If you find these posts useful I encourage you to also check out the more current Linear Algebra and Its Applications, Fourth Edition, Dr Strang’s introductory textbook Introduction to Linear Algebra, Fifth Edition and the accompanying free online course, and Dr Strang’s other books.

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## Linear Algebra and Its Applications, Exercise 3.3.22

Exercise 3.3.22. Given measurements of $b = 4, 2, -1, 0, 0$ at $t = -2, -1, 0, 1, 2$ use least squares to find the line of best fit of the form $C + Dt$.

Answer: This corresponds to a system $Ax = b$ as follows:

$\begin{bmatrix} 1&-2 \\ 1&-1 \\ 1&0 \\ 1&1 \\ 1&2 \end{bmatrix} \begin{bmatrix} C \\ D \end{bmatrix} = \begin{bmatrix} 4 \\ 2 \\ -1 \\ 0 \\ 0 \end{bmatrix}$

To find the least squares solution we form the system $A^TA\bar{x} = A^Tb$. We have

$A^TA = \begin{bmatrix} 1&1&1&1&1 \\ -2&-1&0&1&2 \end{bmatrix} \begin{bmatrix} 1&-2 \\ 1&-1 \\ 1&0 \\ 1&1 \\ 1&2 \end{bmatrix}$

$= \begin{bmatrix} 5&0 \\ 0&10 \end{bmatrix}$

and

$A^Tb = \begin{bmatrix} 1&1&1&1&1 \\ -2&-1&0&1&2 \end{bmatrix} \begin{bmatrix} 4 \\ 2 \\ -1 \\ 0 \\ 0 \end{bmatrix} = \begin{bmatrix} 5 \\ -10 \end{bmatrix}$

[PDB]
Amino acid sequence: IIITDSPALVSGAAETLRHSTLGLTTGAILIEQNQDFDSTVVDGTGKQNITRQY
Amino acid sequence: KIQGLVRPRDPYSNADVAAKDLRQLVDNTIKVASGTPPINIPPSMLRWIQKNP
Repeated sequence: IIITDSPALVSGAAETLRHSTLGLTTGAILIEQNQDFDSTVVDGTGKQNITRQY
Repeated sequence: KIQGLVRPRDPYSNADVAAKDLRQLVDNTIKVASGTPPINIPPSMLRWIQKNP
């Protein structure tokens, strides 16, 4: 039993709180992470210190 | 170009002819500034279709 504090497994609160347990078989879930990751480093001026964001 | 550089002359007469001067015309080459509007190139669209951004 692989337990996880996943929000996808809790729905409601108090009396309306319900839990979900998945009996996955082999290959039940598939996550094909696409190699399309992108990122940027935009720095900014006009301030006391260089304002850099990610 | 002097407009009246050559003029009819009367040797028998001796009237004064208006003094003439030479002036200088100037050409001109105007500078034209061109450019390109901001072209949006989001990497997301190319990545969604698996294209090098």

The system $A^TA\bar{x} = A^Tb$ is then

$\begin{bmatrix} 5&0 \\ 0&10 \end{bmatrix} \begin{bmatrix} \bar{C} \\ \bar{D} \end{bmatrix} = \begin{bmatrix} 5 \\ -10 \end{bmatrix}$

From the second equation we have $\bar{D} = -1$ and from the first equation we have $\bar{C} = 1$. The line of best fit is therefore $1 - t$.

NOTE: This continues a series of posts containing worked out exercises from the (out of print) book Linear Algebra and Its Applications, Third Edition by Gilbert Strang.

If you find these posts useful I encourage you to also check out the more current Linear Algebra and Its Applications, Fourth Edition, Dr Strang’s introductory textbook Introduction to Linear Algebra, Fifth Edition and the accompanying free online course, and Dr Strang’s other books.

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## Linear Algebra and Its Applications, Exercise 3.3.21